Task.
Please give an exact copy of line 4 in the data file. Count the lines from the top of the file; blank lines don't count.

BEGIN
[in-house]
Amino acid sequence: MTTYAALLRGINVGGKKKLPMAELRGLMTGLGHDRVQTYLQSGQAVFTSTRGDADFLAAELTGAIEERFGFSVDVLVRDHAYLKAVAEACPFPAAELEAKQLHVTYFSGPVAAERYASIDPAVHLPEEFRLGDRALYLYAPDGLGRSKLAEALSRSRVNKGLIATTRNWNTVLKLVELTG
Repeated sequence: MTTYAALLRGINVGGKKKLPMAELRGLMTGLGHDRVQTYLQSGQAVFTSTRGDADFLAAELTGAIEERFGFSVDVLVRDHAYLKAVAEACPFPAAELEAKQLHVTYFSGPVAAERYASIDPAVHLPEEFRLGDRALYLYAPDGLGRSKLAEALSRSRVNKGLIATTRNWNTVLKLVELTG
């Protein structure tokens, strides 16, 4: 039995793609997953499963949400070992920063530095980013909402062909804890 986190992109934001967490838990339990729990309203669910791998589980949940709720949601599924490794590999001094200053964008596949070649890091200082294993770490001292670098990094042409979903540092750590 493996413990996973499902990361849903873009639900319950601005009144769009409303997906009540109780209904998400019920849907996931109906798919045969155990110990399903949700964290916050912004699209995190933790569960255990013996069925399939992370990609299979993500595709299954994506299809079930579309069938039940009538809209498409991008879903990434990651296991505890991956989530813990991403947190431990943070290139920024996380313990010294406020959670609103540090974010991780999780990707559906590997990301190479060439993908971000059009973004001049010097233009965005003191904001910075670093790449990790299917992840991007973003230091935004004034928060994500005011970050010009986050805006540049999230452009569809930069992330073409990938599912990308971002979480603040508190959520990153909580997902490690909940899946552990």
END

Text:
């Protein structure tokens, strides 16, 4: 039995793609997953499963949400070992920063530095980013909402062909804890 986190992109934001967490838990339990729990309203669910791998589980949940709720949601599924490794590999001094200053964008596949070649890091200082294993770490001292670098990094042409979903540092750590 493996413990996973499902990361849903873009639900319950601005009144769009409303997906009540109780209904998400019920849907996931109906798919045969155990110990399903949700964290916050912004699209995190933790569960255990013996069925399939992370990609299979993500595709299954994506299809079930579309069938039940009538809209498409991008879903990434990651296991505890991956989530813990991403947190431990943070290139920024996380313990010294406020959670609103540090974010991780999780990707559906590997990301190479060439993908971000059009973004001049010097233009965005003191904001910075670093790449990790299917992840991007973003230091935004004034928060994500005011970050010009986050805006540049999230452009569809930069992330073409990938599912990308971002979480603040508190959520990153909580997902490690909940899946552990």